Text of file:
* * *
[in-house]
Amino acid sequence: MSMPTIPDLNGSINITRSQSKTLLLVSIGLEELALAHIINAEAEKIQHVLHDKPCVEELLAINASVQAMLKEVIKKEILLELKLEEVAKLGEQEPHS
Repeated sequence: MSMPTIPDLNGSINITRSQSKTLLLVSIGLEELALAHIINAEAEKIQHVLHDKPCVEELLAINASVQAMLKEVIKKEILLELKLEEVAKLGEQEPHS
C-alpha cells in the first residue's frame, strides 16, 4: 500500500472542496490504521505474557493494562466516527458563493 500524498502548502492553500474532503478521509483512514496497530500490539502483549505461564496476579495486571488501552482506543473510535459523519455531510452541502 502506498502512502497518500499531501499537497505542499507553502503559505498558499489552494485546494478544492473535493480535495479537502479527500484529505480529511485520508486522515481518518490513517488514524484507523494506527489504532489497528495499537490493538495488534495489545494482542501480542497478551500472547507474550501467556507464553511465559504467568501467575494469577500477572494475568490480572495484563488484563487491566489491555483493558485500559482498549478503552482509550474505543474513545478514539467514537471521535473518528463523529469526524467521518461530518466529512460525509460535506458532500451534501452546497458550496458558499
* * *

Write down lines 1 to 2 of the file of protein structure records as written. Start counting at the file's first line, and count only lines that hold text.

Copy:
[in-house]
Amino acid sequence: MSMPTIPDLNGSINITRSQSKTLLLVSIGLEELALAHIINAEAEKIQHVLHDKPCVEELLAINASVQAMLKEVIKKEILLELKLEEVAKLGEQEPHS